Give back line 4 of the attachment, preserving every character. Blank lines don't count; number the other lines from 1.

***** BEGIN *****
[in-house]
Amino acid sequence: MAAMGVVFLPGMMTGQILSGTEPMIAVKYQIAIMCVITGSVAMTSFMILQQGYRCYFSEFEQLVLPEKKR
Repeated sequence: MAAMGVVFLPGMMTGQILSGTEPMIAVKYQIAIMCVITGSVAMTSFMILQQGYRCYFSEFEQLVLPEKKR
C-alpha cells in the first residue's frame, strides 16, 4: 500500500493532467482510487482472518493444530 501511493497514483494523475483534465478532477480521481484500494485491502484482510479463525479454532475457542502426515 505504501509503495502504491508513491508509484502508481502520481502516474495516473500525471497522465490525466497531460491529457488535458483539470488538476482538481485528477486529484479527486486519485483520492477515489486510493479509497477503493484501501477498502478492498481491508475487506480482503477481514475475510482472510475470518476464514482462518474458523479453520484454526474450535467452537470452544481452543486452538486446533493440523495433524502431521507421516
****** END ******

C-alpha cells in the first residue's frame, strides 16, 4: 500500500493532467482510487482472518493444530 501511493497514483494523475483534465478532477480521481484500494485491502484482510479463525479454532475457542502426515 505504501509503495502504491508513491508509484502508481502520481502516474495516473500525471497522465490525466497531460491529457488535458483539470488538476482538481485528477486529484479527486486519485483520492477515489486510493479509497477503493484501501477498502478492498481491508475487506480482503477481514475475510482472510475470518476464514482462518474458523479453520484454526474450535467452537470452544481452543486452538486446533493440523495433524502431521507421516